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August 5, 2002
Volume 80, Number 31
CENEAR 80 31 p. 10
ISSN 0009-2347


HOMELAND SECURITY

HOUSE CREATES NEW DEPARTMENT
Senate is set to vote on a leaner version of the bill in September

LOIS EMBER

Voting largely along party lines, the Republican-dominated House has approved creation of a Department of Homeland Security that parallels the proposal President George W. Bush sent to Congress on June 6. The bill—which recognizes the importance of science and technology in combating terrorism—solidifies the largest reorganization of the federal government in more than 50 years by consolidating under one roof the functions of 22 existing agencies.

The Senate Governmental Affairs Committee has sent to the full chamber its version of a homeland security department that is much leaner than the House-passed bill. A vote on the Senate bill is expected in September. Then the House and Senate bills will have to be reconciled by a conference committee, something that may not occur before the Sept. 11 anniversary of the terrorist attacks.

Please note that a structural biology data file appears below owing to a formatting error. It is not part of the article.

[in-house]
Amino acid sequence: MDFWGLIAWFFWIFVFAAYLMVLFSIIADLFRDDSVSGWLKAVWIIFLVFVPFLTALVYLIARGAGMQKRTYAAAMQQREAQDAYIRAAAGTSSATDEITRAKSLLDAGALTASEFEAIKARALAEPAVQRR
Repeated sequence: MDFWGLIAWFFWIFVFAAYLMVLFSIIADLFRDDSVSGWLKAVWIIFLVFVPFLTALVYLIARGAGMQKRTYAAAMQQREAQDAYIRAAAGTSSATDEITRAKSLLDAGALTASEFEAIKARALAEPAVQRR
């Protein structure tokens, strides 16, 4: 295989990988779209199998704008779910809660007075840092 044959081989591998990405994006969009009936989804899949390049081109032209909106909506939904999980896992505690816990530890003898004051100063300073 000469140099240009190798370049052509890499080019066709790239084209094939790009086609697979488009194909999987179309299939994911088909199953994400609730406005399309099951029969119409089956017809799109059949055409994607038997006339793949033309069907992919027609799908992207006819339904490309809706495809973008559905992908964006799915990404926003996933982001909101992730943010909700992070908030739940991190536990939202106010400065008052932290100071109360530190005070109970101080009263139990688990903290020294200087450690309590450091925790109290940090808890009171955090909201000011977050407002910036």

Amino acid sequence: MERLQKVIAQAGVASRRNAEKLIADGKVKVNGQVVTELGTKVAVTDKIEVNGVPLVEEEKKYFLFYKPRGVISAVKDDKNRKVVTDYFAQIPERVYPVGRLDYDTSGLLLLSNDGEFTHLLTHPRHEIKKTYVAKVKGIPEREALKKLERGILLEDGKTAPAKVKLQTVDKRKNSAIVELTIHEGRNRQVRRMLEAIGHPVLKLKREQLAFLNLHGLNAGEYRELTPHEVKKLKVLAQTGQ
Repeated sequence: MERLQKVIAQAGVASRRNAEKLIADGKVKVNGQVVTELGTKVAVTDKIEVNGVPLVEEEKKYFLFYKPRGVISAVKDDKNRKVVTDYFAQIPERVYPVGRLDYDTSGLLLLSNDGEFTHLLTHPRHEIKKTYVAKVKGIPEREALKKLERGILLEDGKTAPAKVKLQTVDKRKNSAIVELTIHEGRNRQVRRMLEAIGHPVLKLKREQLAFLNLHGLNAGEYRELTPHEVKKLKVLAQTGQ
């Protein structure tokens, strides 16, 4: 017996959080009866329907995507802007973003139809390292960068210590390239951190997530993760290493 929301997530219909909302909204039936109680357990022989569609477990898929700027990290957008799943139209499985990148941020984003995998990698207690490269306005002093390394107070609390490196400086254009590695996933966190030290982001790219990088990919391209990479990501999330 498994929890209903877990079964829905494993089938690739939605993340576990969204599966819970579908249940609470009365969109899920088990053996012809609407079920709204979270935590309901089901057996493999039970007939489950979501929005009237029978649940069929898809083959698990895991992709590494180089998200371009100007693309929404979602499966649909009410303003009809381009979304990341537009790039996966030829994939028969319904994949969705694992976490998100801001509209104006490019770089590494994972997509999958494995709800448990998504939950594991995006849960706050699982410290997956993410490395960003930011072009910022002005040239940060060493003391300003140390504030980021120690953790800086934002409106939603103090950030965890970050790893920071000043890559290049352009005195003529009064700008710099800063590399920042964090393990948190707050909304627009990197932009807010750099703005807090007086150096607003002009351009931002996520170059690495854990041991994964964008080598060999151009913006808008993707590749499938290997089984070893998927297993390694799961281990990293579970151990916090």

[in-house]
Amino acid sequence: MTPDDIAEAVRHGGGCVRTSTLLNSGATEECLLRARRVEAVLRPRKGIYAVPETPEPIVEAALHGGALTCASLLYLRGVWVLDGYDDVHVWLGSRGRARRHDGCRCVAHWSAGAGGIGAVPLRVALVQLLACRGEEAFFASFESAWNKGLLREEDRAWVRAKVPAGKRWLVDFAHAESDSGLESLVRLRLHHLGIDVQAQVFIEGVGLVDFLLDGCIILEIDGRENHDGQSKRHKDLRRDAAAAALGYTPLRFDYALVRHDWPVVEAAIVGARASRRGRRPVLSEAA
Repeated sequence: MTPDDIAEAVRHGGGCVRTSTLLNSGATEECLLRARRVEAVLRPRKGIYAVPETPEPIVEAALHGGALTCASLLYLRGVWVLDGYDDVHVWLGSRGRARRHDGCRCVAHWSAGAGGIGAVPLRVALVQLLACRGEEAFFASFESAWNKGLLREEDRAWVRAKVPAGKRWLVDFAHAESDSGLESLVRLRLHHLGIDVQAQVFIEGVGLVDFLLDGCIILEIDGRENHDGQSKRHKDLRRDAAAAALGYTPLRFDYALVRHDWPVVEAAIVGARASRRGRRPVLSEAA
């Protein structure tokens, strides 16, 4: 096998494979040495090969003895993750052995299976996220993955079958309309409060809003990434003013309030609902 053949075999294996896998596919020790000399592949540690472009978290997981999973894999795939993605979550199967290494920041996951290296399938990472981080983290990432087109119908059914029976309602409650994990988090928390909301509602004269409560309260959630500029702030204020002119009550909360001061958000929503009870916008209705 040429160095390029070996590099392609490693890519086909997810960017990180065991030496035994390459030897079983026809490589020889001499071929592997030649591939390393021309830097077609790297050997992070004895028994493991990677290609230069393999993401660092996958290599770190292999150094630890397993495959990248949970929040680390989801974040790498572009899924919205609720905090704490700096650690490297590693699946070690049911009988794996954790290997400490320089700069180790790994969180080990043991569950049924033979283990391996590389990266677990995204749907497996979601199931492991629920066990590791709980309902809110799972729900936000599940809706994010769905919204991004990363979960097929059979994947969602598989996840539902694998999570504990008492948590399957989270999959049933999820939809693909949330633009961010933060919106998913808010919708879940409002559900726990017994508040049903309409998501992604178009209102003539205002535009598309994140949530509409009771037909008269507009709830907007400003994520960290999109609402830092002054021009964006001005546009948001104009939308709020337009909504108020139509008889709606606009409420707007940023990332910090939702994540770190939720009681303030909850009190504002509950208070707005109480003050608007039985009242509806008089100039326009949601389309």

The House bill would transfer to the new department some 170,000 employees from, among others, the Coast Guard, the Customs Service, the Secret Service, the border inspection functions of the Animal & Plant Health Inspection Service, and the enforcement functions of the Immigration & Naturalization Service. The House bill retains Bush’s proposal for an information analysis division that would receive intelligence reports from the CIA and the FBI, whereas the Senate bill has the intelligence division receiving raw data from those agencies.

Largely at the instigation of Science Committee Chairman Sherwood L. Boehlert (R-N.Y.), the House bill contains provisions that create the post of undersecretary for science and technology within the new department. This, Boehlert says, ensures that “one senior official in the new department will be responsible ... for the science and technology activities of the entire department.”



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